"As far as we know, Norfolk Southern has not been contacted by city officials expressing concerns about our trains blocking crossings. Norfolk Southern has not had any significant changes in train traffic or operations in Frankfort, so there is no reason that crossings now are being more heavily impacted by trains. It would be highly unusual for a Norfolk Southern train to block any crossing in Frankfort for hours, unless there was a mechanical or safety issue that prevented us from moving the train. 

Norfolk Southern operates a rail yard just west of the crossing at Monon and Washington streets. As we build trains and switch cars in the yard, trains regularly pass through that crossing. However, these trains are moving, not stopped. We’re motivated for business reasons to keep these trains moving to ensure timely service to customers. Norfolk Southern serves several customers in Frankfort in an industrial area west of our yard. We ask residents to keep in mind that many of our trains moving through Frankfort serve the needs of industries there that rely on rail service and provide jobs and tax revenue that support the local economy. 

One thing to note: Norfolk Southern tracks run east-west through Frankfort. CSX has a rail line that runs north-south through Frankfort. The CSX line intersects the Norfolk Southern rail line just east of where Monon and Jackson streets meet. You can check with CSX to see if they have had increased train activity or operational changes that might be impacting crossings." 

Gail Lobin, a spokesperson for CSX, did not provide a company statement in response to questions about crossing activity in Frankfort. However, she stated in two phone calls the company had no record of complaints made by residents or city officials, and encouraged 24-Hour News 8 to investigate Norfolk Southern's involvement in the alleged train troubles.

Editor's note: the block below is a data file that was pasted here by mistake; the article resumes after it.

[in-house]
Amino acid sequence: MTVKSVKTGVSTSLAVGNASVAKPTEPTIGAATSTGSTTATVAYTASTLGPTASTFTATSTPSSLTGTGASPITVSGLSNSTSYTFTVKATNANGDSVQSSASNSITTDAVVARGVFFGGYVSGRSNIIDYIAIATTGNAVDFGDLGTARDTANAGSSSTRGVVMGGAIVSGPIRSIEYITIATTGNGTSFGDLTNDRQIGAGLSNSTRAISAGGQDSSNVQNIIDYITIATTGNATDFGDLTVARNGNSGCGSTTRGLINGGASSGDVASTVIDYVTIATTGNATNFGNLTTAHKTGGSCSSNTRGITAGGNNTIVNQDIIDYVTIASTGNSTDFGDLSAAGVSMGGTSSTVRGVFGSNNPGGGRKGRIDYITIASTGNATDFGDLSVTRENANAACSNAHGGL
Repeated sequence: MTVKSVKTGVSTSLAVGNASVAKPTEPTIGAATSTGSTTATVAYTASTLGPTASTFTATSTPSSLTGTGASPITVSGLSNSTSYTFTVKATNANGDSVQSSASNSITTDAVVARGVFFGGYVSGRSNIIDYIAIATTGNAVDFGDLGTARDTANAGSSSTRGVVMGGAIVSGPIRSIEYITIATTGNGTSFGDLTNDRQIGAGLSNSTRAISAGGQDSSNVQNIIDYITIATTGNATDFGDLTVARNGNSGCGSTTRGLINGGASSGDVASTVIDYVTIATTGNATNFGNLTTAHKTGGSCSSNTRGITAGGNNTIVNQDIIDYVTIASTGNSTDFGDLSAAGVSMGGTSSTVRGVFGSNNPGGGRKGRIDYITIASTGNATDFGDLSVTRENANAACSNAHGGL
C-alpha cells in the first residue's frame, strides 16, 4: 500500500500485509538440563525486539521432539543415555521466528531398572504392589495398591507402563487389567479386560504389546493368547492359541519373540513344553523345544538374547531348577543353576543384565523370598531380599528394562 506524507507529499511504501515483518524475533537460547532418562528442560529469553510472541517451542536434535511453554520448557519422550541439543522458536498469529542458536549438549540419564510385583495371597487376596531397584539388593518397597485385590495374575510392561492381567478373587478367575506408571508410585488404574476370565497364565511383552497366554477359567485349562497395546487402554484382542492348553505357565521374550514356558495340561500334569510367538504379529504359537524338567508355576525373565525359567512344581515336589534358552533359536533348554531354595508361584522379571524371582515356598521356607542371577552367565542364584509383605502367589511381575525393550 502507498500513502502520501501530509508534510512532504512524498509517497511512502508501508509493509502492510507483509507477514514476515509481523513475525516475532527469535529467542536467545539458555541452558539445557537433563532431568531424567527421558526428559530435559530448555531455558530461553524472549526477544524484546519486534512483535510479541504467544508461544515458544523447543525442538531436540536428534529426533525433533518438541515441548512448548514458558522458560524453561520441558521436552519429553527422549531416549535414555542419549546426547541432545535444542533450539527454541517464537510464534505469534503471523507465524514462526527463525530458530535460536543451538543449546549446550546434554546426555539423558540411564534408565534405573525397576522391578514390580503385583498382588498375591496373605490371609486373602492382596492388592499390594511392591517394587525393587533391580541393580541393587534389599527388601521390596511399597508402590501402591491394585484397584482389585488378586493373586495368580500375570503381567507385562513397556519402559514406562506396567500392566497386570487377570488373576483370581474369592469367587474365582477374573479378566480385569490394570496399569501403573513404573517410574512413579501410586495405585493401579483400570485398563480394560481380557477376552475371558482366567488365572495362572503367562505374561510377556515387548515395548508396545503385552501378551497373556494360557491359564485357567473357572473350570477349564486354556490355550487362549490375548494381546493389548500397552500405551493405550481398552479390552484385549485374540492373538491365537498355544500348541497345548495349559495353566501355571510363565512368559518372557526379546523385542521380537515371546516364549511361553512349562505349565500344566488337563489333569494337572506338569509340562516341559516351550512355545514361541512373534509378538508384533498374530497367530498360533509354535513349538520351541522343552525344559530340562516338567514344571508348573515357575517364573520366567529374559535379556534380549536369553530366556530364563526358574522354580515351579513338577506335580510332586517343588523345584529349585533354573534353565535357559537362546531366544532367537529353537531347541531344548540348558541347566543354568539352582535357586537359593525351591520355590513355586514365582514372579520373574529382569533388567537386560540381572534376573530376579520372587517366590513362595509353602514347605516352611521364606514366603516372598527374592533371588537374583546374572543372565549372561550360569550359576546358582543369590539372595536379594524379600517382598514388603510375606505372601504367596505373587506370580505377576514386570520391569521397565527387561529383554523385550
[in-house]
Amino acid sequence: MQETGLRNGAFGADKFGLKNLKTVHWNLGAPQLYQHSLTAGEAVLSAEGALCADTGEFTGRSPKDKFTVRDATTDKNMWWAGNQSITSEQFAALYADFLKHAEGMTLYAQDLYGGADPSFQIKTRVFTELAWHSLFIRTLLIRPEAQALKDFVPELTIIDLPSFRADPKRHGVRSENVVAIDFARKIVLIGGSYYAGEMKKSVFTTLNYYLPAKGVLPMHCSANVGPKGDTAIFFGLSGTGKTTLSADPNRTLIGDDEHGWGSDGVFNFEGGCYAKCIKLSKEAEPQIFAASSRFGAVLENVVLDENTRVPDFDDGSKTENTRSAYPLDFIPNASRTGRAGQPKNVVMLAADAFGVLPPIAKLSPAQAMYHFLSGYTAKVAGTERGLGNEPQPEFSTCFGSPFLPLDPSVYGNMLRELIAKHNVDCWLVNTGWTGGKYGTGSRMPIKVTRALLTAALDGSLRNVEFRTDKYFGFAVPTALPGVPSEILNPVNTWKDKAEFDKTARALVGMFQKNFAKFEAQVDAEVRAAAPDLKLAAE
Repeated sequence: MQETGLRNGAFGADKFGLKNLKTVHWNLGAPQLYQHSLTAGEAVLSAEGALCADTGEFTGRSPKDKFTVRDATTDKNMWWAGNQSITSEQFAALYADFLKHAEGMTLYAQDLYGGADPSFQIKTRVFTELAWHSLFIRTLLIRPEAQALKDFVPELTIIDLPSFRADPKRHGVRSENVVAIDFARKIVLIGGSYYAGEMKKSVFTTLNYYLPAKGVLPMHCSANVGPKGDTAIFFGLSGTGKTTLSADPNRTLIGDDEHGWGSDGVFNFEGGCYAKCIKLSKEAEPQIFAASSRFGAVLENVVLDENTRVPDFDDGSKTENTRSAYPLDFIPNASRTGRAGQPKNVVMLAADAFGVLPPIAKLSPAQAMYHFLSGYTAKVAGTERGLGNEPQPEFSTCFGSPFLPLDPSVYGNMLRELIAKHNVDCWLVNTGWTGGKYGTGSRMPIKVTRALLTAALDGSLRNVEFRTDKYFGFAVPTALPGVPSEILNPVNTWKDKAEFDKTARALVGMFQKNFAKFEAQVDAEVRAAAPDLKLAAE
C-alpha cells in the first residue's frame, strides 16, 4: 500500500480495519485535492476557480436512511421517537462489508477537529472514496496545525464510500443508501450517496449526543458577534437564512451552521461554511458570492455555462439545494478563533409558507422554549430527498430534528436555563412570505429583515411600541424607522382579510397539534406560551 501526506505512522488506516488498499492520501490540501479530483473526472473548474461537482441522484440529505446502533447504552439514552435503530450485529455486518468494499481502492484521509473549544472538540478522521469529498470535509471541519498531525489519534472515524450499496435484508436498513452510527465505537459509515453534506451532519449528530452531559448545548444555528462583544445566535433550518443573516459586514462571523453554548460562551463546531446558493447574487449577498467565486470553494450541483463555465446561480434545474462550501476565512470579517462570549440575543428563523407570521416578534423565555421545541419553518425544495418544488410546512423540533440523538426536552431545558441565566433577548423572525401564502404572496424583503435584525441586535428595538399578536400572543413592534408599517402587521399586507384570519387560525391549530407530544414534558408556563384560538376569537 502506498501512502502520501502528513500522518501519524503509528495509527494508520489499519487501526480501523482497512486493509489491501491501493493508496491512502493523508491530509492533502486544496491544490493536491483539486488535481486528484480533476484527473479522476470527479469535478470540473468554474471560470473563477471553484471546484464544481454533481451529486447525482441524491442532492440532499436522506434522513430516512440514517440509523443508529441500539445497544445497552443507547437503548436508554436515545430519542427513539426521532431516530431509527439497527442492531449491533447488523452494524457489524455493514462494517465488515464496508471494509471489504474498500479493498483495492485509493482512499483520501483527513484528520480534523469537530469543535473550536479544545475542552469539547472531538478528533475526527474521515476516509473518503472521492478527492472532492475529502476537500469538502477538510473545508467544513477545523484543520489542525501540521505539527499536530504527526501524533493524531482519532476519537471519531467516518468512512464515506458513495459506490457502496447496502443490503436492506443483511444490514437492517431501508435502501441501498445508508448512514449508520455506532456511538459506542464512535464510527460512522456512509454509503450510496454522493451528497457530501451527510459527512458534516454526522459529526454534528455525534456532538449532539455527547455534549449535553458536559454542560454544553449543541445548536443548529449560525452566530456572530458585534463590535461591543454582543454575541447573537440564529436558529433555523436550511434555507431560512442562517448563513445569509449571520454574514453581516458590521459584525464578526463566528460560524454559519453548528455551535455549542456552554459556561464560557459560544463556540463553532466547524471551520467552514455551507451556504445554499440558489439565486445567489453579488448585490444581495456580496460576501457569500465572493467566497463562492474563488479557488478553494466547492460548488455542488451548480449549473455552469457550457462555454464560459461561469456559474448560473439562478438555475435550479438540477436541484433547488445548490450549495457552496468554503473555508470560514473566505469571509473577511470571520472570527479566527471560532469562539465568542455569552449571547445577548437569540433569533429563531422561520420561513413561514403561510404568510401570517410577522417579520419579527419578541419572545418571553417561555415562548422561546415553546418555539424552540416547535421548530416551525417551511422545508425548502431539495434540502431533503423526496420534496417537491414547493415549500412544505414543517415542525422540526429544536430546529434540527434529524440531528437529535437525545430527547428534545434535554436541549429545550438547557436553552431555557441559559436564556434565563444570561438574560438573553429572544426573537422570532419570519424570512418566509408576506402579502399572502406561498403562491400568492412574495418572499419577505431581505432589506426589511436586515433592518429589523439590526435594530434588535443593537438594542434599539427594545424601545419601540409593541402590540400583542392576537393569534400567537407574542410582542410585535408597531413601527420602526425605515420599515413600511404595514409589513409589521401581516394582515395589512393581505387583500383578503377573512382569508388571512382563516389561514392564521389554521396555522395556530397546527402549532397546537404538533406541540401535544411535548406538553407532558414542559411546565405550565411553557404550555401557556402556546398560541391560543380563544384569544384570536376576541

McBarnes called the "lack of accountability" disappointing and disrespectful.

"To say this is something they aren't aware of is simply a cop out," he told 24-Hour News 8 in a phone interview. "These individuals are smart individuals. They understand what's going on. To say they aren't aware of these situations is simply ludicrous." 

Finding a way around the tracks could prove to be a more effective solution than attempting to confront major corporations with municipal grievances and locally issued fines, according to McBarnes.

"Frankfort and Clinton County are actively researching and pursuing the possibility of utilizing the state's new 'Local Trax' [grant matching] program to potentially build an overpass in our community," he explained. "We have talked about the need for an overpass for years, but without funding assistance, a piece of infrastructure of this magnitude would almost be impossible for smaller communities to financially afford."

The mayor also called on state legislators and federal officials for assistance regulating troublesome - and potentially illegal - train activity, saying their current options often acted as nothing more than a "slap on the wrist" for companies that "essentially shut down crossings for extended periods of time."

"This isn't just a convenience issue," said McBarnes. "This is a safety issue."